“The State of the World’s Forest Genetic Resources” (SOW-FGR), released by the UN Food and Agriculture Organization (FAO) in September, addresses the conservation, management and sustainable use of forest trees and other woody plant genetic resources of actual and potential value for human well-being in the broad range of management systems.
However, while on the one hand it is clear that forests provide vital environmental services and sustain the livelihoods of millions of people; on the other that the world is not only increasingly confronted with challenges from increased human population, land-use changes and climate change, but also from lack of reliable data on the status and trends of forest genetic resources, notes the report.
FAO, therefore sees this first ever report on the State of the World’s Forest Genetic Resources as a milestone in building the information and knowledge base required for action at the national, regional and international levels. According to the report, lack of information limits the capacity of many countries and the international community to develop appropriate policy tools to address the issues or to integrate forest genetic resources management into relevant cross-cutting sectorial policies.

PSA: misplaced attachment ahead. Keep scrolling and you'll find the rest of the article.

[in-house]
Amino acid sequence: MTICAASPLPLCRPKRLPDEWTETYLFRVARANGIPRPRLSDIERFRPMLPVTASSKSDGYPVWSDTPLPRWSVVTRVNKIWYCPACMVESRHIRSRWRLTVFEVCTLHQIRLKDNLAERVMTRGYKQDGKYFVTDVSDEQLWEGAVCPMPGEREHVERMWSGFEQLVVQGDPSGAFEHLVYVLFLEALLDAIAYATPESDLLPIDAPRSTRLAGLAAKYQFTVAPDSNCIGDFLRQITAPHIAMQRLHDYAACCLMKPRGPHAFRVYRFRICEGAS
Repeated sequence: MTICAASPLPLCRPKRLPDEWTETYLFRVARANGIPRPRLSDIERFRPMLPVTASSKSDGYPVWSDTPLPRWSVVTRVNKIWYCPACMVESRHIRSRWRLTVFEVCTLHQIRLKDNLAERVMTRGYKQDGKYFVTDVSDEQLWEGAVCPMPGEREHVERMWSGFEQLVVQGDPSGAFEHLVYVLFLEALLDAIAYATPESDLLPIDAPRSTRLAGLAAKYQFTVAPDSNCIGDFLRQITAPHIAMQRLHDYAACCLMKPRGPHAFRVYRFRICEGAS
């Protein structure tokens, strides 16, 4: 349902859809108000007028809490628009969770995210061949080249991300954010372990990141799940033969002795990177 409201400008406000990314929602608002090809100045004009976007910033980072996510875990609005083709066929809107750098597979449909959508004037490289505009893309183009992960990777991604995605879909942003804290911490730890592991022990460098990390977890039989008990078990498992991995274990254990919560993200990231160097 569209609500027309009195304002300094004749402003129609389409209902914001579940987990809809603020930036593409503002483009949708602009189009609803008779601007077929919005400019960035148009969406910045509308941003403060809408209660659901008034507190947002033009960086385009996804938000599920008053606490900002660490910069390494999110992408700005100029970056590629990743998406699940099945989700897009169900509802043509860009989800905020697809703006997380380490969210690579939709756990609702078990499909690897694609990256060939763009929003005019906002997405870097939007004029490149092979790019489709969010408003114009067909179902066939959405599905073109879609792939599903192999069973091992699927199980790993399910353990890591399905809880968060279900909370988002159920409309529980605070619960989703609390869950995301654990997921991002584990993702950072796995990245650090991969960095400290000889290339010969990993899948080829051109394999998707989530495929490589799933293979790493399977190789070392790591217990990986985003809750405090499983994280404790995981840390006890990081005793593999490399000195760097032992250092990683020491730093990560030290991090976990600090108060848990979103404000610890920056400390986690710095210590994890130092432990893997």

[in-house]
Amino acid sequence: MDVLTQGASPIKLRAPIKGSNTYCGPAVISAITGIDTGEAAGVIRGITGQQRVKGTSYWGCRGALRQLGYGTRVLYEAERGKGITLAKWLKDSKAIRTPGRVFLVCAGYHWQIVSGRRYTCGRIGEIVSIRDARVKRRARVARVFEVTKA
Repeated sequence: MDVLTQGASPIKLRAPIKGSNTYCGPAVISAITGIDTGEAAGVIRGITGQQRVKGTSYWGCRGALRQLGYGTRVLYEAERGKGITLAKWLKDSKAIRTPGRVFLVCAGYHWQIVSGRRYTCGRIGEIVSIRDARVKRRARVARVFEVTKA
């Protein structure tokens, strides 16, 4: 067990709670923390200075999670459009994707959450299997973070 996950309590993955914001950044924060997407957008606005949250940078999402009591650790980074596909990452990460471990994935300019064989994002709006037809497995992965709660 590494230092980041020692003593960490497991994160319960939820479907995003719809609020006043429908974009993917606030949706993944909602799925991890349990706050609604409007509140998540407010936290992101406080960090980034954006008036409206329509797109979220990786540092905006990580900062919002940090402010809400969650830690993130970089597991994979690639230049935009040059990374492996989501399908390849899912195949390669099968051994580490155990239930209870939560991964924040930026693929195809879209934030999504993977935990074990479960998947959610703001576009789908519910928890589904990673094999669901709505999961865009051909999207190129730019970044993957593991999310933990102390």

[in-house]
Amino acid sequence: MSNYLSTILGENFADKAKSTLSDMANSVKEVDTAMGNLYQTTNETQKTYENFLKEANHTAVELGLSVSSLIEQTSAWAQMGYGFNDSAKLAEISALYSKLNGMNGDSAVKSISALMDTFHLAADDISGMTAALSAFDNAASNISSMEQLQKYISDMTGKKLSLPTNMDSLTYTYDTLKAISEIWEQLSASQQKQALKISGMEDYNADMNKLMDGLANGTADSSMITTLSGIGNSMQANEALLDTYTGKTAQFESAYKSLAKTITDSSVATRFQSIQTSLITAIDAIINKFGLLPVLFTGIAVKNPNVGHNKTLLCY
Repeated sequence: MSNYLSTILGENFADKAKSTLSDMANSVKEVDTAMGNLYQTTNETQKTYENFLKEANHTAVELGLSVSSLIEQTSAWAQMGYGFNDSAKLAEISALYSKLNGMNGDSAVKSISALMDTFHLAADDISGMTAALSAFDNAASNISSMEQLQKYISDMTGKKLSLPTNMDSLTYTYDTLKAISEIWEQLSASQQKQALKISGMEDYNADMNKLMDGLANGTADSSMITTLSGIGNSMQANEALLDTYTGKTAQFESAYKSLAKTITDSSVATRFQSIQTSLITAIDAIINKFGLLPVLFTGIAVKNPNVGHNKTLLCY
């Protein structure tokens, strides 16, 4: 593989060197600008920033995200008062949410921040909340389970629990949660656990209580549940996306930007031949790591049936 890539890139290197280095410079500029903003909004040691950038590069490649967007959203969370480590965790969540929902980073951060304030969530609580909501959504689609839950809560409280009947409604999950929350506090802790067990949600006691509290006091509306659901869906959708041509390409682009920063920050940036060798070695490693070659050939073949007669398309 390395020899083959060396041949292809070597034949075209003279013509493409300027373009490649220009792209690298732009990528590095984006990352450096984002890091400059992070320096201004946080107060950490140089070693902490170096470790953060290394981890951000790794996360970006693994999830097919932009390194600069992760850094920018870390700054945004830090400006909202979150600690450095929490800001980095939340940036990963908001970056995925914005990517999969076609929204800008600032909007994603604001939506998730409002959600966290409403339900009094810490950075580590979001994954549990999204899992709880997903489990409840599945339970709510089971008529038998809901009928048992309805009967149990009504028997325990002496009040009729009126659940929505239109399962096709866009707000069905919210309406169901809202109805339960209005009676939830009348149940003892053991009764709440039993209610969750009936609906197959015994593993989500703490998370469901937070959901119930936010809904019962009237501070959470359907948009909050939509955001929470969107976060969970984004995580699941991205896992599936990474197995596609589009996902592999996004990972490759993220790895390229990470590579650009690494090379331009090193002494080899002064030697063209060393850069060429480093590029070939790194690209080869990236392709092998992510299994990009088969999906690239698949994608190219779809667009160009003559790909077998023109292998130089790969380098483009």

The report has been developed through a country-driven process, building on 86 country reports, representing over 85 per cent of global forest cover; and with the participation of representatives from national institutions and nongovernmental and community-based organisations.
This report complements two other FAO flagship publications in the field of forestry, the annual State of the World’s Forests and the periodic Global Forest Resources Assessment (FRA).